Hormonal holiday shopping

Broadsheet's first "Press Release of the Week" award may cause you to spontaneously combust.

Published November 17, 2005 6:38PM (EST)

I've said it before: I get weird press releases.

Reading today's crazy-ass contender, however, nearly caused my head to burst into flames. Feast your eyes, if you will, on the "Hormonology Guide to Holiday Shopping for women 15-50."

Oh, it's not a joke! Apparently, Gabrielle Lichterman, founder of "Hormonology, the hormone horoscope" and author of the "ground-breaking book" "28 Days: What Your Cycle Reveals About Your Love Life, Moods, and Potential," is peddling her hormone shtick by sending out this manual about what kinds of shopping you should do depending on what day of your menstrual cycle you're on.

Again, this does not seem to be a joke.

The "good news for gals" is that, as Lichterman is quoted as saying, "when you plan your holiday shopping according to the ups and downs of your monthly hormone cycle, you can make it a lot less stressful and way more fun."

There is nothing to do here but to fill you in on the following scientific and money-saving tips:

On Days 1 to 3 of your cycle (Day 1 being your first day of menstruation) Lichterman suggests heading to "neighborhood shops and craft stores" because low levels of estrogen and testosterone will have you feeling "creative" and wanting to stick close to home. Days 4-10, Lichterman suggests, are perfect for taking on the mall, since spiking hormones give you "energy, endurance and optimism and put you in an upbeat mood." Apparently these are great days for bargain shopping, "which you're a whiz at now that rising hormones are highlighting your logical left brain."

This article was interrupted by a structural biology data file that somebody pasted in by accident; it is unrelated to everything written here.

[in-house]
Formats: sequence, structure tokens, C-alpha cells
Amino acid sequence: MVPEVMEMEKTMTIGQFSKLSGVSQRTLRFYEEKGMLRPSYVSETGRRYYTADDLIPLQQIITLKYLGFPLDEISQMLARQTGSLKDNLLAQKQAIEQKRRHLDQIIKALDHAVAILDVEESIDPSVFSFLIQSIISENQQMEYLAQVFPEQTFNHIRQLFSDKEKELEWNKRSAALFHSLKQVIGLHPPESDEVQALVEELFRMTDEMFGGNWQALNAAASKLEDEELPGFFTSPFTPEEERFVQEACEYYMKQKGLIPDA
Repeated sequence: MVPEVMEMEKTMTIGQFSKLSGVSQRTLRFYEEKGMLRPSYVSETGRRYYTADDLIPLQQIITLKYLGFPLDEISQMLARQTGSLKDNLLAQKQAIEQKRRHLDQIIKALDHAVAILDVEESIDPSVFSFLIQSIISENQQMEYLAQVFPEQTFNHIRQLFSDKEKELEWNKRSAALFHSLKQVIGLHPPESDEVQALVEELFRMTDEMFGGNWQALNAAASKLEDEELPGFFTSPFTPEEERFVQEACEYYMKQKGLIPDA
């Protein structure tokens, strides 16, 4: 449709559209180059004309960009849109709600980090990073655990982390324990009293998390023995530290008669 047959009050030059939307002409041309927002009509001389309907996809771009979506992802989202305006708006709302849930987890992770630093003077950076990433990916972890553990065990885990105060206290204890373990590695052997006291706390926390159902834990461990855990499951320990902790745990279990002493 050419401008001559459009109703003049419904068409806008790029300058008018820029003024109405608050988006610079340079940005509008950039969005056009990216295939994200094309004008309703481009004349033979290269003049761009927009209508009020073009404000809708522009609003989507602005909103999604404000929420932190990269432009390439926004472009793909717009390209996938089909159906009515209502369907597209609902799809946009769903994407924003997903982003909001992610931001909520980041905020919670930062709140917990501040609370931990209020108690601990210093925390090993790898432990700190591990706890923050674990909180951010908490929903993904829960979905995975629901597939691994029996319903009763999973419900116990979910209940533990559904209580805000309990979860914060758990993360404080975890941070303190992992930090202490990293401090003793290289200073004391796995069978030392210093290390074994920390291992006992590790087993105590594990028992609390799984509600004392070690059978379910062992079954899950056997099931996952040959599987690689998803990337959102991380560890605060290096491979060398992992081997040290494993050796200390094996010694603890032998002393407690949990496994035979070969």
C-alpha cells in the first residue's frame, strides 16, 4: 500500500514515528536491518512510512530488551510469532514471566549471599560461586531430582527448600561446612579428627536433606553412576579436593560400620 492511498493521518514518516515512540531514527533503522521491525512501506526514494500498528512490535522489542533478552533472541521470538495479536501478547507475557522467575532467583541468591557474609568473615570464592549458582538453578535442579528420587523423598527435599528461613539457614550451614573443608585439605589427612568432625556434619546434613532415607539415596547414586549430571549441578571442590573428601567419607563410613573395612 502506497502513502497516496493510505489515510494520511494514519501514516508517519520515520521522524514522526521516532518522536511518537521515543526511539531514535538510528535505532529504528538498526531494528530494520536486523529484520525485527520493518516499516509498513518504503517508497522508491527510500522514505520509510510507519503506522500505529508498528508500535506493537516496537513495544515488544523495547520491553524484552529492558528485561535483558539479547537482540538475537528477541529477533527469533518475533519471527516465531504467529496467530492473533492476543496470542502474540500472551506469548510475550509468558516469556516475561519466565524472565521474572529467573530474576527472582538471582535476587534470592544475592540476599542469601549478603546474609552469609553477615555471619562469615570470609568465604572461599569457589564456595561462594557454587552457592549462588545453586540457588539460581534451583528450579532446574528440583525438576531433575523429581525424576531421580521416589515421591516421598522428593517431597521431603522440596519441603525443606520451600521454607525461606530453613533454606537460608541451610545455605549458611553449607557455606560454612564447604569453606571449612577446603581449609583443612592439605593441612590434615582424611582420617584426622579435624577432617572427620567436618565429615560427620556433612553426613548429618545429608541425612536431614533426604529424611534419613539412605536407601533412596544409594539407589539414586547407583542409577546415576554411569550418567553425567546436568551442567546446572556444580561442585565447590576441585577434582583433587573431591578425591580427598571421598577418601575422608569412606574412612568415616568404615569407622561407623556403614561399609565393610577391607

On Days 11-13 you feel "curious, adventurous, energetic and in the mood to travel," so head to new and faraway retail locations. Days 14-22 (which include ovulation) "make you tire out more quickly." Best to stick to "department stores, like Sears and JC Penney, or mass merchandisers, like Target and Costco, which have many different types of items all under one roof, enabling you to get more gift buying done in less time." But wait for the most dire warning -- that during these days, women should beware of "getting suckered by a cute face," since increased progesterone makes them "susceptible to buying anything that uses adorable images of babies, puppies, and other cuddly creatures."

According to the Lichterman, you should basically write off the premenstrual Days 23-28. Who wants grumpy women standing in checkout lines and jockeying for parking spaces anyway?!?!

But I have remaining questions: What is the best day in my cycle to hit Gabrielle Lichterman over the head with some of the more advanced texts on the biological stereotyping and marginalization of women? Will such a project require that hormones go directly to the logical left side of my brain or will my ordinary non-hormone-boosted right side be up to the task? Does she have a cute face, or maybe a litter of puppies that might distract me from my mission?

By Rebecca Traister

Rebecca Traister writes for Salon. She is the author of "Big Girls Don't Cry: The Election that Changed Everything for American Women" (Free Press). Follow @rtraister on Twitter.

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